Me and my ventura dog trainer mom received a Dear Inquisitive Canine dog behavior advice question from a blue heeler from South Africa. This inquisitive canine wrote in asking us about some dog behavior issues she is having at home. One of the treatments her mom and dad were using is something called Tellington T-Touch (Tellington Touch, named after it's founder Miss. Linda).
Tellington TTouch - is a specialized approach of massage and other tactile restorative methods for the care and training of companion animals. She uses a combination of specific touches, lifts, and movement exercises which aids in the release of tension while increasing body awareness. It's done by applying circular movements of the fingers and hands all over the body, activating the function of the cells and awaken cellular intelligence - a little like "turning on the electric lights of the body."
Mom and I both like massage. Her friend and massage therapist Miss. Janice takes care of mom and her various aches and pains, while mom and dad take care of lil' ol' me. Whether they give me a rub down after a long day of running, or after taking on the agility course, it all feels good. Getting the blood circulating around, bringing nutrients to various body parts seems like a good idea.
But this inquisitive canine also knows there are some dogs out there that aren't too keen on being touched - at all, especially if they've had some sort of traumatic experience. I myself have had some issues with my hind quarters, long before mom and dad adopted me. I can't tell them the whole story, but I do know they've taken measures with massage and classical conditioning that have helped me.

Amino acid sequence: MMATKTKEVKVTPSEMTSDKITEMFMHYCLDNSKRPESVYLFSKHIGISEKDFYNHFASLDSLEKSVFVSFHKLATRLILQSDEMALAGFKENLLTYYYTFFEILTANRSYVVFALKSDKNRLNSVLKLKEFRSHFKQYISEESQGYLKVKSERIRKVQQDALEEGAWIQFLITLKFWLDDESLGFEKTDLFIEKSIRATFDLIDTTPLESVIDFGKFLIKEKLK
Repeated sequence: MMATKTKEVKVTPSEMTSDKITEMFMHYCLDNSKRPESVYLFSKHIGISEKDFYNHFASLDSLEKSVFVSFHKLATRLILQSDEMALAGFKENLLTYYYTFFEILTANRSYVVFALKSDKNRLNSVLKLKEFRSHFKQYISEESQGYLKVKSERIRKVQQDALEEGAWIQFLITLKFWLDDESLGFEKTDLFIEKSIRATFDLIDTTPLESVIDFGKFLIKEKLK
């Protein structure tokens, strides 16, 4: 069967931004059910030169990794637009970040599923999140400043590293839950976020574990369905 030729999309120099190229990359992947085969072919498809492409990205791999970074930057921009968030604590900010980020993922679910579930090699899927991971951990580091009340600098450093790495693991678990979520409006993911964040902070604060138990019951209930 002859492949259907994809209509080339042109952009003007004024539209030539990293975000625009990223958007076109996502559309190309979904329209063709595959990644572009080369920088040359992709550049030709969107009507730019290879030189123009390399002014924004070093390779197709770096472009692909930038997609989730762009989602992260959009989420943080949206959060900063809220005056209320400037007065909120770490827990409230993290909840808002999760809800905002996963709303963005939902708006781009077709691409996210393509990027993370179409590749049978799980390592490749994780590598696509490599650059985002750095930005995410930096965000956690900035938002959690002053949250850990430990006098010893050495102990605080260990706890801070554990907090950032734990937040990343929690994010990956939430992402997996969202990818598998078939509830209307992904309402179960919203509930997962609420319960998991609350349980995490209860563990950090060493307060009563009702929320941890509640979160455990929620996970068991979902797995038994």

The dog that wrote in may have had a not-so-pleasant experience with her ears. She's deaf. Her mom and dad aren't sure if she was born that way, which would mean she would have had her ears examined a lot, or if she was traumatized in some way that lead to her becoming deaf. Either way this sweet pup did state she had some issues with her ears being touched. My rockin' dog trainer mom has addressed some of this dogs concerns in our Dear Inquisitive Canine dog behavior advice column, while I take care of the topic of body handling and dogs.
The Plan for Body Handling: To help enjoy having your ears touched I would head down the path of classical conditioning. Have your mom gather tidbits of your absolute favorite edible item (my favorite is grilled salmon). Make sure it’s something you would do back flips over, and if possible, something you only get when you’re doing this training exercise.
Have your mom start with small steps:
- Touch under your chin, then you get a small treat.
- Touch your muzzle, treat.
- Touch the side of your face, treat.
- Progresses slowly up towards your ears, and that the order of events is: she touches your ear, then you get a treat.
- No ear touching, no treat.
- You’ll start to associate the ear touch with something wonderful, instead of being examined or something painful.
Since there are other reasons and situations other than belly rubs where dogs would be handled, such as going to the vet or to the groomer, the above steps are a few dog training tips that I'd pass along to make these times more fun and rewarding for any dog! Me included.Hmm, I wonder when I'm going to have my nails done again? Something for this inquisitive canine to ponder.